Those who've seen the new Sandra Bullock-led thriller/kind of horror film Bird Box have been flocking (ha!) to Facebook in droves to cleverly and angrily clack their keys to the tune of "It's basically A Quiet Place!" They're not entirely wrong, they've just got it backwards. Indeed, Netflix's new vehicle does find the world ending amid a strange threat with a particular means of killing its victims, but the Josh Malerman novel on which it's based came out way back in 2014. Sorry, Krasinski fans.
In Bird Box, Bullock is swept up in the end of the world as we know it, a calamity caused by some invisible force (they call them "creatures") that, when gazed upon, causes people to see some invisible something and then kill themselves. We get hints that maybe it's literal angels, maybe it's demons, maybe it's some ancient force that cleanses the Earth every so often. Whatever. All we really know is that the mentally ill seemingly have no problem looking right at whatever the creature might be, and they want everyone else to look, too. So, like, there's more danger there, too.
Those who wish to stay alive stay indoors (because the creatures' one weakness is apparently being inside) or wear blindfolds when they have no choice but to scavenge for supplies and such out in the open. But when all seems lost and Bullock is forced to traverse a river, blindfolded and with a couple of kids and a box full of birds in tow, blah blah blah blah blah.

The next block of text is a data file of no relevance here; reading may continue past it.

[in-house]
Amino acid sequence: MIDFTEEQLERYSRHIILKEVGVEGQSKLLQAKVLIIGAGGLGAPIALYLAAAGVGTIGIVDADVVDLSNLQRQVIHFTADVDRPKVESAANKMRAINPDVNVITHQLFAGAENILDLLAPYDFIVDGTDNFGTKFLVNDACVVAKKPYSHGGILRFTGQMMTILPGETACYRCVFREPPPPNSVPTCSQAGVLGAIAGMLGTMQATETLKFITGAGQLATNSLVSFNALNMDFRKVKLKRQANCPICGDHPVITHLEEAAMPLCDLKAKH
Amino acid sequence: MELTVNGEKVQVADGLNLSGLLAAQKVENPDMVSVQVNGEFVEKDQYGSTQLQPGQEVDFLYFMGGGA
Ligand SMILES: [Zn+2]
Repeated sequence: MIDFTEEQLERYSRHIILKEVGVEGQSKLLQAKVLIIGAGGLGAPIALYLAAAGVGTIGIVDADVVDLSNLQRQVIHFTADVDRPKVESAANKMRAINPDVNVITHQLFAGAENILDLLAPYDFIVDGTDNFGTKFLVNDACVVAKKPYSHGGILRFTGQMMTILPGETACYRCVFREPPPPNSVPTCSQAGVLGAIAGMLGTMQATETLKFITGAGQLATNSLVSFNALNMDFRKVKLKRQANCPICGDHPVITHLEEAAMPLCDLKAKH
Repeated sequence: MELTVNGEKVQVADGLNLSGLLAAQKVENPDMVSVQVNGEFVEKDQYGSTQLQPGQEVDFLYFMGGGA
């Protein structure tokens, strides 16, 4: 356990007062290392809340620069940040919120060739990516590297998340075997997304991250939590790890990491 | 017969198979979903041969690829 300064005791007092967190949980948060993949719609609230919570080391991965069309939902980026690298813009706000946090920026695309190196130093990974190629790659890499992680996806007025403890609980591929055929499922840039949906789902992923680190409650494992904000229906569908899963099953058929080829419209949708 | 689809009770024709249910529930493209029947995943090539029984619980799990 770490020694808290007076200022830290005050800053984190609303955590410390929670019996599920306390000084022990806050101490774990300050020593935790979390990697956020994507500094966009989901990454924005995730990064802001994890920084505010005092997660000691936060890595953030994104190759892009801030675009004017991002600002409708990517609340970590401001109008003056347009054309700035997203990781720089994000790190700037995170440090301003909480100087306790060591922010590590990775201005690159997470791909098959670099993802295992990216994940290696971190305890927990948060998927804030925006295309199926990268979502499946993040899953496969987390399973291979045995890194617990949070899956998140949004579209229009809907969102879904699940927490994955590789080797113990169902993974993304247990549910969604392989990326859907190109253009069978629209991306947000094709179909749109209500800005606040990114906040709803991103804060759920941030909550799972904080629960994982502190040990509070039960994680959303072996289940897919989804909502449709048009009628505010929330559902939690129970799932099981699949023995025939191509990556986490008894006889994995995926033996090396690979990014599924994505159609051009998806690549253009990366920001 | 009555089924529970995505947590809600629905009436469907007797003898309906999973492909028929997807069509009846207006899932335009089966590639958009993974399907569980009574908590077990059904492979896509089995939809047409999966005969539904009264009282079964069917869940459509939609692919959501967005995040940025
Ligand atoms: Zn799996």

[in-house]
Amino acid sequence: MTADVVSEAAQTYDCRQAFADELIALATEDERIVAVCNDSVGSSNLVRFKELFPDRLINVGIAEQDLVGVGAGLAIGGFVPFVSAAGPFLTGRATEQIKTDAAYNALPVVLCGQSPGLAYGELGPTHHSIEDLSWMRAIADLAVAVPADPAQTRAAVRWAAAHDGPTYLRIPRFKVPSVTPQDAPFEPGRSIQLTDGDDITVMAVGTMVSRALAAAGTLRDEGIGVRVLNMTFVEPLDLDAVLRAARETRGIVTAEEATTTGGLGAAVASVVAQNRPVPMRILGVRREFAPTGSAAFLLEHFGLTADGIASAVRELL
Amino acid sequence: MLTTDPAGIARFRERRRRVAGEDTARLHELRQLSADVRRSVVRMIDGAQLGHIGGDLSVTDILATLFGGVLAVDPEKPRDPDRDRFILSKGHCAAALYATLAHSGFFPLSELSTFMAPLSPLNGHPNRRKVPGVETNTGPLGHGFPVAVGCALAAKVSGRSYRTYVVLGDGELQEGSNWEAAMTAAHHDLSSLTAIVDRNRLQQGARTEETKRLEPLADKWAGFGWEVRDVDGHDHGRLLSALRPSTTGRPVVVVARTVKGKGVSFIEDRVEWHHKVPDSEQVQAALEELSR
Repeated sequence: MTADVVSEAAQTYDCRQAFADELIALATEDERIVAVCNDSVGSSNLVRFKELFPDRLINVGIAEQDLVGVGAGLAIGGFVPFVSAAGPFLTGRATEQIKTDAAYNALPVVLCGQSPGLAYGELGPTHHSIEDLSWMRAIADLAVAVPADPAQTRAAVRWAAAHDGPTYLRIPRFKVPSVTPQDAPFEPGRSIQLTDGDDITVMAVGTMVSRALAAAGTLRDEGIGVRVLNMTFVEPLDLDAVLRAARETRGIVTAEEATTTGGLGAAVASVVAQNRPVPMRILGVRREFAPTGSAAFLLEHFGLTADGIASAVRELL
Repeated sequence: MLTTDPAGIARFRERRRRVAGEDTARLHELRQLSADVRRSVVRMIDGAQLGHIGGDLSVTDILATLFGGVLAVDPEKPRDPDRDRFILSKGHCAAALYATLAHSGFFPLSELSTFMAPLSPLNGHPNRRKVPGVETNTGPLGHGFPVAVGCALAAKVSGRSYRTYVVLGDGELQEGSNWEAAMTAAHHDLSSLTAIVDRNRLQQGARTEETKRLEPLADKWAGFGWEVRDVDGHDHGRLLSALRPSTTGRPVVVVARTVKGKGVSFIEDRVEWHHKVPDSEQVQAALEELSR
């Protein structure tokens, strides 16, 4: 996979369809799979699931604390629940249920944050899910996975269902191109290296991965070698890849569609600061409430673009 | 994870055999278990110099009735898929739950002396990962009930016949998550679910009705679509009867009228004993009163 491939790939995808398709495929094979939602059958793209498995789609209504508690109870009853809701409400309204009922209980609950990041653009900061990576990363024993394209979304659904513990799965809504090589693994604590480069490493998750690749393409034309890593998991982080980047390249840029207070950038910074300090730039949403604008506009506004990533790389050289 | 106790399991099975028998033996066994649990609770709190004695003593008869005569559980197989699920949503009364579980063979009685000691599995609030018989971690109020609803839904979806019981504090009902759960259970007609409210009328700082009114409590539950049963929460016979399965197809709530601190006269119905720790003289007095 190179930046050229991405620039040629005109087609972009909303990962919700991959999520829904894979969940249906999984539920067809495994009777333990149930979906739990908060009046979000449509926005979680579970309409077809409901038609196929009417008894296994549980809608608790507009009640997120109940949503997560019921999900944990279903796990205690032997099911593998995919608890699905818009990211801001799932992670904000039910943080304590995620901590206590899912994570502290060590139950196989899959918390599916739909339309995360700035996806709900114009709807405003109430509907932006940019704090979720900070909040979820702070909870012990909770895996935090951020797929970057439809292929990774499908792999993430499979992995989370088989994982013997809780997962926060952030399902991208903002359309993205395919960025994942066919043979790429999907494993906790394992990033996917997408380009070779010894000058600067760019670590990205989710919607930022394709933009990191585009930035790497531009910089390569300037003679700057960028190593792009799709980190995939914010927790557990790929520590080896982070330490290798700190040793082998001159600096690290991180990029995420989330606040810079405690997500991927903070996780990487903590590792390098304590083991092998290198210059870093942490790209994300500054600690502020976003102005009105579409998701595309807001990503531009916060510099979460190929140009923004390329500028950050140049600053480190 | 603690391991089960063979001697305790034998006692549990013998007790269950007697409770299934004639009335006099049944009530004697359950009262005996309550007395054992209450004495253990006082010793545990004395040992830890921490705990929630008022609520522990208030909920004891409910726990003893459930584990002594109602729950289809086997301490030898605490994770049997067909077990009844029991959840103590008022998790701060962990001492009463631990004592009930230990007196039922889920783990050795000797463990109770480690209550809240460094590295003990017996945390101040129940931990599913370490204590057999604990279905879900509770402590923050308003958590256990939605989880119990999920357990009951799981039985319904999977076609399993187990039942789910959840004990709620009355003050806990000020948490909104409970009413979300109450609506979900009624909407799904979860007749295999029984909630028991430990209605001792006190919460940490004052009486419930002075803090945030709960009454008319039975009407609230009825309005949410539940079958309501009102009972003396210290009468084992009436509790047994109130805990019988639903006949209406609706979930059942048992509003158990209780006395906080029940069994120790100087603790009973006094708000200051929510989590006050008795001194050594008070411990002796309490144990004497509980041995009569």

Bird Box leans too intently into its own premise, building and building but never really revealing. There's that old horror movie rule about how showing the monster defuses the scares—but in this case, never learning what the creatures are or what exactly they're up to is incredibly irritating.
Even worse are the pointless characters who, in most cases, may as well announce they're just there to die moments later. John Malkovich is particularly grating in a role that seems as if it were written to mock his Malkovichian gestalt; he yells and stomps and is a dick. Everything else, meanwhile, pretty much just happens to Bullock, and she reacts in wide-eyed terror or fumbles sightlessly against her invisible foes and errant tree branches alike.
There may be something to be said for creating a sense of dread and tension, but the resolution that eventually comes in Bird Box is as hollow as it is dissatisfying. If you Google the book or movie, you'll find plenty of articles about how director Susan Bier (a foreign language Oscar winner, by the way) decided to keep the ending less dark than in the book. This seems a misstep, and ultimately one designed to play better to underestimated audiences rather than trust us to soak in and appreciate a more nihilistic viewpoint. Pity, that, because the core ideas at play would have been enough to keep us caring had the pacing, acting and those damn nosy kids not been so profoundly lacking.
+Cool and spooky idea
-Mostly tedious and dissatisfying
Directed by Bier
With Bullock and Malkovich
Netflix, R, 124 min.